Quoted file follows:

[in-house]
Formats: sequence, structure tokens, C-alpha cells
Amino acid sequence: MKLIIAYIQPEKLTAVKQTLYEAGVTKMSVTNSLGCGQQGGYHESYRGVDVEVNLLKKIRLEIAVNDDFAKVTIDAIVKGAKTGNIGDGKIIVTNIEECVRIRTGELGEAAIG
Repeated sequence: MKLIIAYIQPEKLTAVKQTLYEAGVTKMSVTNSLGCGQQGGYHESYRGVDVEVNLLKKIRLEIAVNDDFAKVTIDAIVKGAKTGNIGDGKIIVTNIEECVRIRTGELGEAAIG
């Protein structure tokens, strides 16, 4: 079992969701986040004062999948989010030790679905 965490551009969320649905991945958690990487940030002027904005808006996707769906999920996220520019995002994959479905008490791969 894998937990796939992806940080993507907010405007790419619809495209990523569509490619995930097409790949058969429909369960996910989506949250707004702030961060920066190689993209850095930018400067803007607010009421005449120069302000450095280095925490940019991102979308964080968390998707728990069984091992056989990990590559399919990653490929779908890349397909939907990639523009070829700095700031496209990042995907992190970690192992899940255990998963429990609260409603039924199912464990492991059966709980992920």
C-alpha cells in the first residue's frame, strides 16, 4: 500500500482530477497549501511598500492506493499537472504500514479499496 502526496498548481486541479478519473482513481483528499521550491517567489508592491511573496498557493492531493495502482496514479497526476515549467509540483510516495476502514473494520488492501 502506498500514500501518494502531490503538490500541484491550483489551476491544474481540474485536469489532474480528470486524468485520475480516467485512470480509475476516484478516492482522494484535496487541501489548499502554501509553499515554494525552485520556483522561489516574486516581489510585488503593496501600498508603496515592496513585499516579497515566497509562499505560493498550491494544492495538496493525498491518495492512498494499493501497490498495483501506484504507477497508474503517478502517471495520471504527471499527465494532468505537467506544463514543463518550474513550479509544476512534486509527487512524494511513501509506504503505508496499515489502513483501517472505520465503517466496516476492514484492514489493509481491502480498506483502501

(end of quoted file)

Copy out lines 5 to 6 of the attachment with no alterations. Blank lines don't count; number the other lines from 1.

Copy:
């Protein structure tokens, strides 16, 4: 079992969701986040004062999948989010030790679905 965490551009969320649905991945958690990487940030002027904005808006996707769906999920996220520019995002994959479905008490791969 894998937990796939992806940080993507907010405007790419619809495209990523569509490619995930097409790949058969429909369960996910989506949250707004702030961060920066190689993209850095930018400067803007607010009421005449120069302000450095280095925490940019991102979308964080968390998707728990069984091992056989990990590559399919990653490929779908890349397909939907990639523009070829700095700031496209990042995907992190970690192992899940255990998963429990609260409603039924199912464990492991059966709980992920």
C-alpha cells in the first residue's frame, strides 16, 4: 500500500482530477497549501511598500492506493499537472504500514479499496 502526496498548481486541479478519473482513481483528499521550491517567489508592491511573496498557493492531493495502482496514479497526476515549467509540483510516495476502514473494520488492501 502506498500514500501518494502531490503538490500541484491550483489551476491544474481540474485536469489532474480528470486524468485520475480516467485512470480509475476516484478516492482522494484535496487541501489548499502554501509553499515554494525552485520556483522561489516574486516581489510585488503593496501600498508603496515592496513585499516579497515566497509562499505560493498550491494544492495538496493525498491518495492512498494499493501497490498495483501506484504507477497508474503517478502517471495520471504527471499527465494532468505537467506544463514543463518550474513550479509544476512534486509527487512524494511513501509506504503505508496499515489502513483501517472505520465503517466496516476492514484492514489493509481491502480498506483502501